Dr. Taylor says, The apostle here speaks of the Gentiles only in their heathen state, in contradistinction to the Jews ; and that not of particular persons among the heathen Gentiles, or as to the state they were in personally ; but only of the Gentiles collectively taken, or of the miserable state of that great collective body, the heathen world : And that these appellations, sinners, ungodly, enemies, &c. were names by which the apostles in their writings were wont to signify and distintinguish the heathen world, in opposition to the Jews; and that in this sense these appellations are to be taken in their epistles, and in this place in particular. * And it is observa
* Page 114.... 120. See also Dr. Taylor's Paraph. and Notes on the place.
ble, that this way of interpreting these phrases in the apostolic writings, is become fashionable with many late writers ; whereby they not only evade several clear testimonies to the doctrine of original sin, but make void great part of the New Testament ; on which account it deserves the more particular consideration.
It is allowed to have been long common and customary among the Jews, in Christ's and the apostle's days, especially those of the sect of the Pharisees, in their pride and confidence in their privileges, as the peculiar people of God, to exalt themselves exceedingly above other nations, and greatly to despise the Gentiles, and call them by such names as sinners, enemies, dogs, &c, as notes of distinction from themselves, whom they accounted in general (excepting the publicans, and the notoriously profligate) as the friends, special favorites, and children of God; because they were the children of Abraham, were circumcised, and had the law of Moses, as their peculiar privilege, and as a wall of partition between them and, the Gentiles.
But it is very remarkable, that a Christiar divine, who has studied the New Testament, and the epistle to the Romans in particular, so diligently as Dr. Taylor, should be strong in an imagination, that the apostles of Jesus Christ should so far countenance, and do so much to cherish these selfexalting, uncharitable dispositions and notions of the Jews, which gave rise to such a custom, as to fall in with that custom, and adopt that language of their pride and contempt; and especially that the Apostle Paul should do it. It is a most unreasonable imagination on many accounts.
1. The whole gospel dispensation is calculated entirely to overthrow and abolish every thing to which this selfdistinguishing, selfexalting language of the Jews was owing. It was calculated wholly to exclude such boasting, and to des. troy that pride and self righteousness that were the causes of it : It was calculated to abolish the enmity, and break down the partition wall between Jews and Gentiles, and of twain to make one new man, 80 making peace ; to destroy all dispositions in nations and particular persons to despise one another, or to Vol. VI.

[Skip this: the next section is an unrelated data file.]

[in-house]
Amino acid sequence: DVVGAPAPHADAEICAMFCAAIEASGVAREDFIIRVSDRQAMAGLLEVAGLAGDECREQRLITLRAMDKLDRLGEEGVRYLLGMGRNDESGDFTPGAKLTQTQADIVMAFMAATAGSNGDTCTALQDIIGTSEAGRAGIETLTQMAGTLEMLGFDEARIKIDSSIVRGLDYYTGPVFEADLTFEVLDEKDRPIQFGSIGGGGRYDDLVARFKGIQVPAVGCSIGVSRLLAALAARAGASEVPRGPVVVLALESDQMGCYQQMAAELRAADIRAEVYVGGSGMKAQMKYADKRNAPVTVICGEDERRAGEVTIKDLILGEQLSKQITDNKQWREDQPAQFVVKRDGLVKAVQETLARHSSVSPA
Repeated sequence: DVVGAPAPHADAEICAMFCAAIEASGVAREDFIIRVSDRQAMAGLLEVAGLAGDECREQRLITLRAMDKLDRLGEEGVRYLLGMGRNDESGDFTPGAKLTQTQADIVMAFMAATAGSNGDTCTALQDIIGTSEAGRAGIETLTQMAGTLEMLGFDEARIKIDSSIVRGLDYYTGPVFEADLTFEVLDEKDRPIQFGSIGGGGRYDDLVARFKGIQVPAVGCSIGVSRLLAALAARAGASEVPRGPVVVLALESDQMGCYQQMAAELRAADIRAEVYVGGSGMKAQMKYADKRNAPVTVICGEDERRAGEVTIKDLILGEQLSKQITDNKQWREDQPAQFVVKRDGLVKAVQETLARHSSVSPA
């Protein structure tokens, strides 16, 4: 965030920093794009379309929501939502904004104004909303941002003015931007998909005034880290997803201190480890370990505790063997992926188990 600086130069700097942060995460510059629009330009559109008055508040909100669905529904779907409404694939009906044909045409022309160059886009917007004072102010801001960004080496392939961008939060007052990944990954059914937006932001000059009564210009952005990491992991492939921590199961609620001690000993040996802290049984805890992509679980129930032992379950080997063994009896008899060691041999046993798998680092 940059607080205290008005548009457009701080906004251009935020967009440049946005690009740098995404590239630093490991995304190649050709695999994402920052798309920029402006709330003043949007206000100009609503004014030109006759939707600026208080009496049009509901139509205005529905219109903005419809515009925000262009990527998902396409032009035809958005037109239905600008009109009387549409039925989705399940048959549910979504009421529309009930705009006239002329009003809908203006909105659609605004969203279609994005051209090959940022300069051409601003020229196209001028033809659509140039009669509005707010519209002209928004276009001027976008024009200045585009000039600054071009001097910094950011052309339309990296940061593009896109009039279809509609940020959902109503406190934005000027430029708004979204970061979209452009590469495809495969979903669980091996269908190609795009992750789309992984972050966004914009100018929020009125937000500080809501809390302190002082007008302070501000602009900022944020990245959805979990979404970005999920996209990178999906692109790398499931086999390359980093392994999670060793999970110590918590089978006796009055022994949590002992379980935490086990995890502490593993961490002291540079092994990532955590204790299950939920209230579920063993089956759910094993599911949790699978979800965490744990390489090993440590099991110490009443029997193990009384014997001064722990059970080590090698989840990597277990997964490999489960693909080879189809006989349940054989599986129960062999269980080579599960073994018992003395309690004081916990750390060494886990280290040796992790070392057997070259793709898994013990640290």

say one to another, Stand by thyself, come not near to me ; for I am holier than thou ; and to establish the contrary principles of humility, mutual esteem, honor and love, and universal union, in the most firm and perfect manner.
2. Christ, when on earth, set himself, through the course of his ministry, to militate against this pharisaical spirit, prac. tice, and language of the Jews; appearing in such representations, names, and epithets, so customary among them ; by which they shewed so much contempt of the Gentiles, publicaps, and such as were openly lewd and vicious, and so exalted themselves above them ; calling them sinners and enemies, and themselves holy and God's children ; not allowing the Gentile to be their neighbor, &c. He condemned the Pharisees for not esteeming themselves sinners, as well as the publicans ; trusting in themselves that they were righteous, and despising others. He militated against these things in his own treatment of some Gentiles, publicans, and others, whom they called sinners, and in what he said on those occasions.*
He opposed these notions and manners of the Jews in his parables,t and in his instructions to his disciples how to treat the unbelieving Jews it and in what he says to Nicodemus about the necessity of a new birth, even for the Jews, as well as the unclean Gentiles, with regard to their prosely tism, which some of the Jews looked upon as a new birth: And in opposition to their notions of their being the children of God, because the children of Abraham, but the Gentiles by nature sinners and children of wrath, he tells them that even they were children of the devil.ll
* Matth. viii. 5... 13. Chap. ix. 9...13. Chap. xi. 19...24. Chap. xv. 21...28. Luke vii. 37, to the end. Chap. xvii. 12...19. Chap. xix. 1...10. John iv. 9, &c. ver. 39, &c. Compare Luke x. 29, &c.
+ Matth. xxi, 28...32. Chap. xxii. 2...10. Luke xiv. 16...24. Com. pare Luke xiii. 28, 29, 30. Matth. x. 14, 15. John viii. 33...44.
It may also be observed, that John the Baptist greatly contradicted the Jews' opinion of themselves, as being a holy people, and accepted of God, because they were the children of Abraham, and on that account better than the heathen, whom they called sinners, enemies, unclean, &c. in baptizing the